Every aspiring leader should work for really good and really bad ones on the way up. I got a good one straight off the bat as a fresh graduate. His fondest management dictum: “Managers do things right. Leaders do the right things.”
He also gave me the best introduction to the shop floor that went something like: “Every single person here tries to keep their family happy, deals with stressful situations, buys complex financial products; they run the scout group, squash ladders, school parent boards, and the local historical society; they build scale steam engines, champion local nature reserves, and there’s nothing one of them doesn’t know about Chaucer.”
His message – they all have something they can bring the firm. “And yet,” he added, “firms like ours often ask them to leave their brains at the door when they clock in, only to collect them again as they clock out.”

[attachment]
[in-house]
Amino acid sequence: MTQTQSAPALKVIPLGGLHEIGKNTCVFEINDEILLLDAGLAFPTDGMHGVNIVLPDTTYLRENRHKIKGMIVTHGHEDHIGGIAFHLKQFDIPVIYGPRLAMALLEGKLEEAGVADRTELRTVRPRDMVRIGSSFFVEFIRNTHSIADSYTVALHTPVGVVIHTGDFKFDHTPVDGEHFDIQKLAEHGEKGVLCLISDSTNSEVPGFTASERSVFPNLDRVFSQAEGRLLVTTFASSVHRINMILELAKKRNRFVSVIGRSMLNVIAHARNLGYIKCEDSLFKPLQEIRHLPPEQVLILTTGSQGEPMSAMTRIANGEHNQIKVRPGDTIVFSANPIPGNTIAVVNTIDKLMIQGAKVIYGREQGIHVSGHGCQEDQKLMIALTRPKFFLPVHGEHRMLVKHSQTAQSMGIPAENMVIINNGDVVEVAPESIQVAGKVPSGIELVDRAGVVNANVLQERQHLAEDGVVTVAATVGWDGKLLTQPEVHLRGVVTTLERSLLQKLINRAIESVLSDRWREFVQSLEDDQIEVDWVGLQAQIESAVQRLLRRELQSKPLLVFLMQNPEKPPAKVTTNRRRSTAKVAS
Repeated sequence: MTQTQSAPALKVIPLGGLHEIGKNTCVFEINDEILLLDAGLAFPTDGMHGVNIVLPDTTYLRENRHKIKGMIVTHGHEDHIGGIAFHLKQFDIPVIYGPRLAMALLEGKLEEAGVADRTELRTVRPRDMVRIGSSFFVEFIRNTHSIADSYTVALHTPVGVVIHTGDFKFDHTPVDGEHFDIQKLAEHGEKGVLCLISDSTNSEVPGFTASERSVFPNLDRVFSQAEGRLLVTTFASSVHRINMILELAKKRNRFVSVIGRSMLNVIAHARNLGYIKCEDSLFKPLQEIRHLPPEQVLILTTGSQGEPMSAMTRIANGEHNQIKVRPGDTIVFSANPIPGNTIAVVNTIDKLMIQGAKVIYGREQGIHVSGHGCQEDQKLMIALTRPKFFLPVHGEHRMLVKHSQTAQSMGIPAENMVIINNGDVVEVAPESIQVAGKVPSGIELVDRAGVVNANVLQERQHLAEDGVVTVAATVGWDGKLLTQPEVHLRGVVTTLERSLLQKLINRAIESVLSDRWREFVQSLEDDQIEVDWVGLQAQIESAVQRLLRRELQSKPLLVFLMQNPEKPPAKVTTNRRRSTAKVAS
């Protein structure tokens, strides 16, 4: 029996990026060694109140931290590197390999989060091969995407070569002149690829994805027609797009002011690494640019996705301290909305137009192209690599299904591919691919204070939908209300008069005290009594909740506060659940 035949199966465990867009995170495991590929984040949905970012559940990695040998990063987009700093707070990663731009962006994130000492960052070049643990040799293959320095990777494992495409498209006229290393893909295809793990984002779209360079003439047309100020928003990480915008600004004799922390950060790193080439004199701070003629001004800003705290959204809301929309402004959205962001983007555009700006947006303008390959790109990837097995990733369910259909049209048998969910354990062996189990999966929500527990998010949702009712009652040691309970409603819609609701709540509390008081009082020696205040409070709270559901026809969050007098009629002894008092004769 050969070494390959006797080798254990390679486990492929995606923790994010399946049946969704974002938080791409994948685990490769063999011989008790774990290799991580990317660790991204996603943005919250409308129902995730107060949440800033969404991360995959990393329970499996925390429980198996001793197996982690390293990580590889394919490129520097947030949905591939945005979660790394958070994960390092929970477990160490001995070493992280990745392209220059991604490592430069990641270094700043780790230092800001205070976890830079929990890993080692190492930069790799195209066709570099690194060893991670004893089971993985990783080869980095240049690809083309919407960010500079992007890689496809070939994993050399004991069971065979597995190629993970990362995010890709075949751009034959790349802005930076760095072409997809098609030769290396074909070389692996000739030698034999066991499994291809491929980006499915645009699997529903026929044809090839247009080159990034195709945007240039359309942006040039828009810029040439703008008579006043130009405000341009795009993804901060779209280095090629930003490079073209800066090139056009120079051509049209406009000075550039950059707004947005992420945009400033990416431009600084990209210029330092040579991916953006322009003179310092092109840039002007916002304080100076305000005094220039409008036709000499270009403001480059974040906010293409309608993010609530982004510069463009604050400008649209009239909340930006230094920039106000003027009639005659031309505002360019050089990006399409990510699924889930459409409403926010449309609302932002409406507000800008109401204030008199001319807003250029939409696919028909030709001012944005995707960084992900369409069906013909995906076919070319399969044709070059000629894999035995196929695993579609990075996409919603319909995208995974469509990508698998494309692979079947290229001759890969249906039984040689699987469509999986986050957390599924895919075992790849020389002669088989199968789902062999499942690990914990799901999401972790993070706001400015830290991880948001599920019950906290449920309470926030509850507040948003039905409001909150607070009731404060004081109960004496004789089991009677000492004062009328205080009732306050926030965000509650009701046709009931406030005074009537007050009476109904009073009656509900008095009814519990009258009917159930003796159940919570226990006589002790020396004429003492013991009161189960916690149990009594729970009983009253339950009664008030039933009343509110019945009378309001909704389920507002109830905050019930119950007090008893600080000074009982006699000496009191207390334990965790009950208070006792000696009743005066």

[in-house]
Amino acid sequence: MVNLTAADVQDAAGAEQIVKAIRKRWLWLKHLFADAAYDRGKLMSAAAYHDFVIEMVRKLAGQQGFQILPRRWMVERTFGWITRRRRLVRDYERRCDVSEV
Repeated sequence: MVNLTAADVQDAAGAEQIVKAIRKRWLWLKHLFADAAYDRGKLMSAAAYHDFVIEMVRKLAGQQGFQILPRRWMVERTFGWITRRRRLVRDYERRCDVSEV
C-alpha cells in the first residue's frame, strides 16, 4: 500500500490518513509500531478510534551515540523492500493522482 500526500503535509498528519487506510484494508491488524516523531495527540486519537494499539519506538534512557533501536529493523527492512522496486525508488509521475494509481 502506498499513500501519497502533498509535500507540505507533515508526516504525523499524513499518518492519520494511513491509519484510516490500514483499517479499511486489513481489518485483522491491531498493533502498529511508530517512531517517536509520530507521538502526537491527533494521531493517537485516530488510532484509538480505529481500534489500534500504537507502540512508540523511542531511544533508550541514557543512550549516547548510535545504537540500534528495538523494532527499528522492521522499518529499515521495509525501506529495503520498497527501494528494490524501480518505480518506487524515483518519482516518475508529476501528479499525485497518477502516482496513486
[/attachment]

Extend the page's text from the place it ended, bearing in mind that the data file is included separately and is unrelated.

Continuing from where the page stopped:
I recall his continued dissatisfaction with every effort we made to tap everyone’s potential. He took the shortfall personally.
Another of his sayings sticks with me: “Everyone’s in X”, where X could be HR, customer service, product development, etc. as suited the occasion.